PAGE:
Ken Vedrinski discovered the hand-coiled pasta called trofie and the super-minerally white-wine Vermentino while traveling in Liguria.
More Great Pastas
12 thin asparagus spears, trimmed
4 tablespoons unsalted butter
10 garlic cloves, thinly sliced
3 large shallots, thinly sliced
One 750-milliliter bottle dry white wine
2 bay leaves
3 tablespoons Chinese black bean–garlic sauce
1 fresh red chile, seeded and minced
1 pound artisanal trofie or fusilli
4 dozen cockles, scrubbed
Salt and freshly ground black pepper
1/4 cup chopped parsley
How to Make It
In a pot of boiling salted water, cook the asparagus until just tender, about 2 minutes. Using a slotted spoon, transfer the asparagus to a work surface, let cool and cut into 1-inch lengths. Reserve the water for the pasta.
In a large, deep skillet, melt the butter. Add the garlic and shallots and cook over moderately low heat until golden brown, about 4 minutes. Add the wine and bay leaves and boil over high heat until reduced to 1 1/2 cups, about 10 minutes. Discard the bay leaves, stir in the black beangarlic sauce and chile, cover and remove from the heat.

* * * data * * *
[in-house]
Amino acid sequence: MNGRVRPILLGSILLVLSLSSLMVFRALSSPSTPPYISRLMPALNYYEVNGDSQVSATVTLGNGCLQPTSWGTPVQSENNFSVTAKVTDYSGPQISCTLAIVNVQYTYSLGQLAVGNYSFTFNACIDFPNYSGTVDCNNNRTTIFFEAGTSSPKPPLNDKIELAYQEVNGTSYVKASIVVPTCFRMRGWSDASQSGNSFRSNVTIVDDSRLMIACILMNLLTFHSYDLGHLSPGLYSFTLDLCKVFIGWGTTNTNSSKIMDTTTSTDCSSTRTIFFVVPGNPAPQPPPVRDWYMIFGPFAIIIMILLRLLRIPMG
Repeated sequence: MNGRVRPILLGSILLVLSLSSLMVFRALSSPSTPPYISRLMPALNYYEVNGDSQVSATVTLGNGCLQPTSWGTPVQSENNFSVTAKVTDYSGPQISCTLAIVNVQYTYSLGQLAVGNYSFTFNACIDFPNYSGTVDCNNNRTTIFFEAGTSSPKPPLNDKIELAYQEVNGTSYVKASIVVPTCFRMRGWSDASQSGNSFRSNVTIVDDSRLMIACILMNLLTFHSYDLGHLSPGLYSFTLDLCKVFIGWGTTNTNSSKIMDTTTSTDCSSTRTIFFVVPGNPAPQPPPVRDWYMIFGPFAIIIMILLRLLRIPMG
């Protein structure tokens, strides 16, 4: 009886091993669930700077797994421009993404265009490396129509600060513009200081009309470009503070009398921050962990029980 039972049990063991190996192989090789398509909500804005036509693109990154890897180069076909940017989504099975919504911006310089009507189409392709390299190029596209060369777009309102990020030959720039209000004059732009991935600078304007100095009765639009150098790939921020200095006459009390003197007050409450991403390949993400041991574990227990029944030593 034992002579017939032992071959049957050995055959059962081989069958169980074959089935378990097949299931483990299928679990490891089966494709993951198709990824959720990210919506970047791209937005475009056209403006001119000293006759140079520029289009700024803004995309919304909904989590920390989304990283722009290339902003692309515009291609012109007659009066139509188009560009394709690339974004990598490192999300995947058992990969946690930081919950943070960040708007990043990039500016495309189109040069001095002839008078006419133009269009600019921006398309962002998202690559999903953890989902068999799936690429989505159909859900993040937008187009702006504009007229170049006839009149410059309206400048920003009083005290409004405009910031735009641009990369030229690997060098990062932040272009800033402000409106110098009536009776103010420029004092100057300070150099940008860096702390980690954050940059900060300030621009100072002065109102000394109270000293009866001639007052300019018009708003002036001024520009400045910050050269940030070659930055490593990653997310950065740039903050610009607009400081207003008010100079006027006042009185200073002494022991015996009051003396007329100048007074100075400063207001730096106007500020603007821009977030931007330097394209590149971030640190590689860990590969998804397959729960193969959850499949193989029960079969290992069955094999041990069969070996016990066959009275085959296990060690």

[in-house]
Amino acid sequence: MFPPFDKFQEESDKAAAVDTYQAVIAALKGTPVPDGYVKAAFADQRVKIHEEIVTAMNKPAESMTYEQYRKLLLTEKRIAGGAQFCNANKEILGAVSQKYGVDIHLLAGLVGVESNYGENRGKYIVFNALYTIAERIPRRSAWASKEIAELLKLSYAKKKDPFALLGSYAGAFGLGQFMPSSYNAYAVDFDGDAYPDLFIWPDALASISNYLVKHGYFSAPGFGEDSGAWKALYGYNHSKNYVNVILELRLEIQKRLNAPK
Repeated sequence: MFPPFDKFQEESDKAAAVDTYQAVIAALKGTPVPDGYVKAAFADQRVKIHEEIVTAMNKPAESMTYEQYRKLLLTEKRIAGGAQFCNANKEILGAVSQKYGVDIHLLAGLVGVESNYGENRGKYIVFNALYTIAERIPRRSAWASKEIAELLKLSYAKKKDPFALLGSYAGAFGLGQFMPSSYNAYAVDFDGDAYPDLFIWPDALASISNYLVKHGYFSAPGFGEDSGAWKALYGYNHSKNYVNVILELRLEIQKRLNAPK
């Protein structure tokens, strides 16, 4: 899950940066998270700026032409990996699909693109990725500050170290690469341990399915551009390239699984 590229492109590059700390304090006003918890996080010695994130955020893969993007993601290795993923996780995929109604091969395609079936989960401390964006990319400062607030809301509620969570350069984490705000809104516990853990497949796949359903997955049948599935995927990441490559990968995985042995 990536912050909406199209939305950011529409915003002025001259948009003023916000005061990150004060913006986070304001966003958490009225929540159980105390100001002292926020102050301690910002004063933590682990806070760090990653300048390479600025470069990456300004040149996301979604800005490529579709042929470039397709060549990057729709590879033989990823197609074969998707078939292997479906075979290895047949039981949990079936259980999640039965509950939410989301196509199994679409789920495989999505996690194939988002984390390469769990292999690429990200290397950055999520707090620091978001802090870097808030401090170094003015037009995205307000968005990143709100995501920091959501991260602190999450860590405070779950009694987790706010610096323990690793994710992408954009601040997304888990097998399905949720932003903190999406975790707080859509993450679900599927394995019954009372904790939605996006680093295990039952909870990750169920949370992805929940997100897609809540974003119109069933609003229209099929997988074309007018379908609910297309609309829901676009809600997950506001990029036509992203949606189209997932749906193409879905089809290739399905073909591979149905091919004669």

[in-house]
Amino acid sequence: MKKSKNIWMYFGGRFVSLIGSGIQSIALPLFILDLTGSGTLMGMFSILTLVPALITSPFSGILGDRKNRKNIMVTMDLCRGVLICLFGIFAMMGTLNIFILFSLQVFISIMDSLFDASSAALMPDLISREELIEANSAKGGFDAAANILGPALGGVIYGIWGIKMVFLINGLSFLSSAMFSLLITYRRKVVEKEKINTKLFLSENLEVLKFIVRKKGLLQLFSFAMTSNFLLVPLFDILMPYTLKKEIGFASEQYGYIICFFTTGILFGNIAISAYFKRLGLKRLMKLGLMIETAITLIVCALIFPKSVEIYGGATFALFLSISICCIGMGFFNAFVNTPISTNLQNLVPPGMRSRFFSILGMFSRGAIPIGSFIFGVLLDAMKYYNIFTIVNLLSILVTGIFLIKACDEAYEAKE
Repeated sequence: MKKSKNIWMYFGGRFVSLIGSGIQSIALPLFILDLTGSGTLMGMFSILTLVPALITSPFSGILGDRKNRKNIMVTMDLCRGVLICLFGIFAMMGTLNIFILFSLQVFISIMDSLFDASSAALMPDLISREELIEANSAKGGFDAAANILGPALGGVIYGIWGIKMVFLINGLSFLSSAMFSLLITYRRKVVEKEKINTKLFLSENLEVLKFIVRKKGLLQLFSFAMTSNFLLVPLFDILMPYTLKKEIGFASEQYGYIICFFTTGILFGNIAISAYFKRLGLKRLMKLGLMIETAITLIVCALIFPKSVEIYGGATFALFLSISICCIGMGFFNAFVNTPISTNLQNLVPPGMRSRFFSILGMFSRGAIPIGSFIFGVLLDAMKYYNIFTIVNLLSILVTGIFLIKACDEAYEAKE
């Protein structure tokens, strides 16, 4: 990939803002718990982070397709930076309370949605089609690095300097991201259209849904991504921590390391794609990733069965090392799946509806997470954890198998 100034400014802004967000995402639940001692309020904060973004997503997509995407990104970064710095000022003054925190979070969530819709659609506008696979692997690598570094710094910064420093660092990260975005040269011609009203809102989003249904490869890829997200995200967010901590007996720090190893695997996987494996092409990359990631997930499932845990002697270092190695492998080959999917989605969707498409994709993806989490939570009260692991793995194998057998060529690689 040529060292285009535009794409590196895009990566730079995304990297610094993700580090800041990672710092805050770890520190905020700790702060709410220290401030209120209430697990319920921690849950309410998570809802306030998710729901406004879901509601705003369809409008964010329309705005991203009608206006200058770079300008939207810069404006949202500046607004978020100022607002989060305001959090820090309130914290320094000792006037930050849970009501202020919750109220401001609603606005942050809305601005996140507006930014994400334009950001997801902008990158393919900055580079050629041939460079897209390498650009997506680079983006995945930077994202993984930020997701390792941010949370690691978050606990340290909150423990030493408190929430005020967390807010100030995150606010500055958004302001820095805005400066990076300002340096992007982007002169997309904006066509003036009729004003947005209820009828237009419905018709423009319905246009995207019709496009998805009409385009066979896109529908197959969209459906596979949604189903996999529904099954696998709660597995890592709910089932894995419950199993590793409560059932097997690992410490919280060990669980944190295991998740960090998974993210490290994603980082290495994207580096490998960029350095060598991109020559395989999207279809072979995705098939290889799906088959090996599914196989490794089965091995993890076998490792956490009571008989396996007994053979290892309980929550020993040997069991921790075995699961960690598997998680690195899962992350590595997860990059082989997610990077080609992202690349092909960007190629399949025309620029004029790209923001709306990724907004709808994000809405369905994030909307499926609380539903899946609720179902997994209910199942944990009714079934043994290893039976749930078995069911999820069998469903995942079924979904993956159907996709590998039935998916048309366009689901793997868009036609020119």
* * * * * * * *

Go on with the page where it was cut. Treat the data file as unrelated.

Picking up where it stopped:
Return the water to a boil. Cook the pasta until al dente; drain and return to the pot.
Bring the black bean sauce to a boil. Add the cockles, cover and cook over high heat until they open, 2 minutes. Stir in the asparagus. Add the pasta and toss. Season with salt and pepper, add the parsley and serve.
Vermentino, a white Italian grape, grows all over the seaside region of Liguria. Its natural minerality is good with shellfish dishes.
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